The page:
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From Naïve Dialectic to the Metaphysic of Properties

Prepared by the Leningrad Institute of Philosophy under the Direction of
M. Shirokov 1941

Primitive man did not construct scientific theories. His knowledge was built up from a variety of concrete observations and by practical rules of living which grew out of these observations. These rules were connected together by a system of mythological representations replete with images but lacking precise and logical sequence. The connection of natural phenomena with his own primitive practice was explained by myths and legends in which thunder-storms, the rain, the sun and so forth were identified with the actions of mysterious beings. Only at a certain point in social development does knowledge become scientific and man rise to the construction of a logical, connected picture of the objective world. For this transition there was necessary a definite level of development of the productive forces at which a separation of mental work from physical was possible. From that time science has emerged as a special aspect of social action, from that time man began to theorize and to build up a picture of the objective world in logically connected ideas.

And the first thing that confronted science was the mutual action of the infinite multitude of phenomena, their ceaseless interweaving and change, their ceaseless emergence and disappearance. Knowledge, before it turns to the study of concrete details, accepts reality as a sequence of changes arid interactions. In spite of the entire naïvety and superficiality of this initial view the first steps of science were at the same time the first steps of conscious dialectic. “All flows, nothing is at rest nor ever remains the same “–thus one of the greatest dialecticians in history, the ancient Greek philosopher Heraclitus, used to characterize the ever-changing face of nature. As the Greeks used to say of him, “He likens things to a flowing river and says that it is impossible to enter twice into the same stream.”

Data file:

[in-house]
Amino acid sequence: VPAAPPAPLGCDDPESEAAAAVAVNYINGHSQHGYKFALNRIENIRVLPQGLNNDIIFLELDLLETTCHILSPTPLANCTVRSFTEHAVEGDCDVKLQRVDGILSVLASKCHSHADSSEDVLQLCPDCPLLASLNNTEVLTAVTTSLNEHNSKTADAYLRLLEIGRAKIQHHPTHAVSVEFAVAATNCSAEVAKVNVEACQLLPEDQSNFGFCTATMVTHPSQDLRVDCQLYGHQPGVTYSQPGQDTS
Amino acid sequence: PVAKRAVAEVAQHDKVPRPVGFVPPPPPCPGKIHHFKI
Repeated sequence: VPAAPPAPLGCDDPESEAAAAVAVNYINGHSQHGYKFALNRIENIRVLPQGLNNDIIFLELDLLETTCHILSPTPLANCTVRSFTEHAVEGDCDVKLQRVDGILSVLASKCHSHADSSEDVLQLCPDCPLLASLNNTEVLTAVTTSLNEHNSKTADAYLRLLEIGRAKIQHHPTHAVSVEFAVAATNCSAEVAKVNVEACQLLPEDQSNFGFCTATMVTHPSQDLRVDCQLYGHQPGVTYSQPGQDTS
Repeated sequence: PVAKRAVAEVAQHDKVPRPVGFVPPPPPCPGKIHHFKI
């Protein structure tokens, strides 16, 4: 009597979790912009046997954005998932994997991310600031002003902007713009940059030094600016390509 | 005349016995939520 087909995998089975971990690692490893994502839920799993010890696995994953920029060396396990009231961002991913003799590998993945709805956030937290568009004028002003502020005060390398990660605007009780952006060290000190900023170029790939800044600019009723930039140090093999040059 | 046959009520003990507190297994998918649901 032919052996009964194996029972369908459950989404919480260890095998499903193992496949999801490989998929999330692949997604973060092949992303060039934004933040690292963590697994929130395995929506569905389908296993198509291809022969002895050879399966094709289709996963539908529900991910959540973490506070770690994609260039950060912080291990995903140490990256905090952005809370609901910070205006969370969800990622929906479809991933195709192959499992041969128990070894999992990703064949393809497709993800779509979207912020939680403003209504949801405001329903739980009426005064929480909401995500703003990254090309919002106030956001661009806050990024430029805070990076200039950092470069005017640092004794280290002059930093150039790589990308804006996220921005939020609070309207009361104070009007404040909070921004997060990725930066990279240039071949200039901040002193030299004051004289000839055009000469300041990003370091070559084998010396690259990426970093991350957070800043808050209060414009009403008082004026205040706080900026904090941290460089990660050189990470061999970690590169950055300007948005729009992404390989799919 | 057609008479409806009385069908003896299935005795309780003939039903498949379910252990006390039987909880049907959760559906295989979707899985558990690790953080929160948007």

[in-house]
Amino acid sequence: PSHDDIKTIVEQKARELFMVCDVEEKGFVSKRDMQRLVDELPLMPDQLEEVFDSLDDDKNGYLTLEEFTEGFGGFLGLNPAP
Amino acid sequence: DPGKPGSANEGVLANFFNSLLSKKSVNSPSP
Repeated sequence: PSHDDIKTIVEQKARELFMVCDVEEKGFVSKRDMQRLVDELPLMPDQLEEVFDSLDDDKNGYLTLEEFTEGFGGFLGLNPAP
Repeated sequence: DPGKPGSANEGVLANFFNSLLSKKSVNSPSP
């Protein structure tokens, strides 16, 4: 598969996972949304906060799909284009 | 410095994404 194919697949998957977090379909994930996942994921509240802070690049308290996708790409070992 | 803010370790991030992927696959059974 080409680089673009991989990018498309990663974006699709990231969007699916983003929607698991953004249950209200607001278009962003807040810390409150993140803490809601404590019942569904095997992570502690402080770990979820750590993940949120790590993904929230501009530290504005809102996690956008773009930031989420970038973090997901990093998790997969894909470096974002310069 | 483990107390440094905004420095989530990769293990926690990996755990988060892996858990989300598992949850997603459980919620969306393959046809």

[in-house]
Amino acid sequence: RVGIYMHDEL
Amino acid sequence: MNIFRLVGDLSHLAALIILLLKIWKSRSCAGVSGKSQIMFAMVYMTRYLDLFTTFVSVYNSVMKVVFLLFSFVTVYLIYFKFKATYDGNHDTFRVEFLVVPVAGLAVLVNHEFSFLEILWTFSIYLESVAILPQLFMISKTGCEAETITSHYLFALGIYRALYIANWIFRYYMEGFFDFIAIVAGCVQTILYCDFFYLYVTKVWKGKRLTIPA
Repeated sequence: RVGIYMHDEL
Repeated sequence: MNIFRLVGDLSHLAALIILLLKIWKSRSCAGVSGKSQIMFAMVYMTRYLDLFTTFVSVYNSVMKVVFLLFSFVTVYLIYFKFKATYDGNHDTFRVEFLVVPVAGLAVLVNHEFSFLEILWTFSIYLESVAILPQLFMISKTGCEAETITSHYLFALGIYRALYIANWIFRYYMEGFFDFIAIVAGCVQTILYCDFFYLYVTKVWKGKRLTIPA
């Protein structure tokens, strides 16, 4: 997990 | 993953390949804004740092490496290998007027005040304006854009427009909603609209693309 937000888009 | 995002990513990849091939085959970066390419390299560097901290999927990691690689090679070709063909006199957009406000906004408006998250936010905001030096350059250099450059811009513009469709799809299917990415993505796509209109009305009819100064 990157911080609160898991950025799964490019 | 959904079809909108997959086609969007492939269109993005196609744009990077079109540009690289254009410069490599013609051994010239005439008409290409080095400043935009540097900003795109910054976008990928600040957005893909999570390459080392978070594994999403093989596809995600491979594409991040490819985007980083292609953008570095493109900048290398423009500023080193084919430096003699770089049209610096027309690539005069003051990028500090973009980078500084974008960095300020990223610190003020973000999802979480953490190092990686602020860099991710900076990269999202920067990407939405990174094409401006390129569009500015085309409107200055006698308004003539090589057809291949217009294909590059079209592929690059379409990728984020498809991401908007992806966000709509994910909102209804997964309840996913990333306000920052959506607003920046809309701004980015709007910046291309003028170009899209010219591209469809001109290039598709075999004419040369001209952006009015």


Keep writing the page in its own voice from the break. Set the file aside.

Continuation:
In these, the first steps of knowledge, freed from direct connection with myth and religion, we find the primitive beginnings of materialistic dialectic. Lenin in his philosophical notes cites a very characteristic excerpt from Heraclitus:

“This order of things, the same for all, was not made by any god or any man, but was and is and will be for ever, a living fire, kindled by measure and quenched by measure.”

Lenin, when he worked out the basic law of dialectic made direct use of the figurative expressions and clear formulations of Heraclitus.

Heraclitus was the most characteristic but not the sole representative of that period of knowledge, fresh in its primitive naïvety, when the world, not yet analysed on scientific lines, was being apprehended in its general flow and change. “All the ancient Greek philosophers were born dialecticians” (Engels). However, the general picture of development which they gave in their theories suffered from a fundamental defect. Their familiarity with particulars, with separate phenomena, was very slight and inaccurate. They paid “more attention to movement in general, to transitions and series, than to the particular thing that moves, is in transition and in series” (Engels).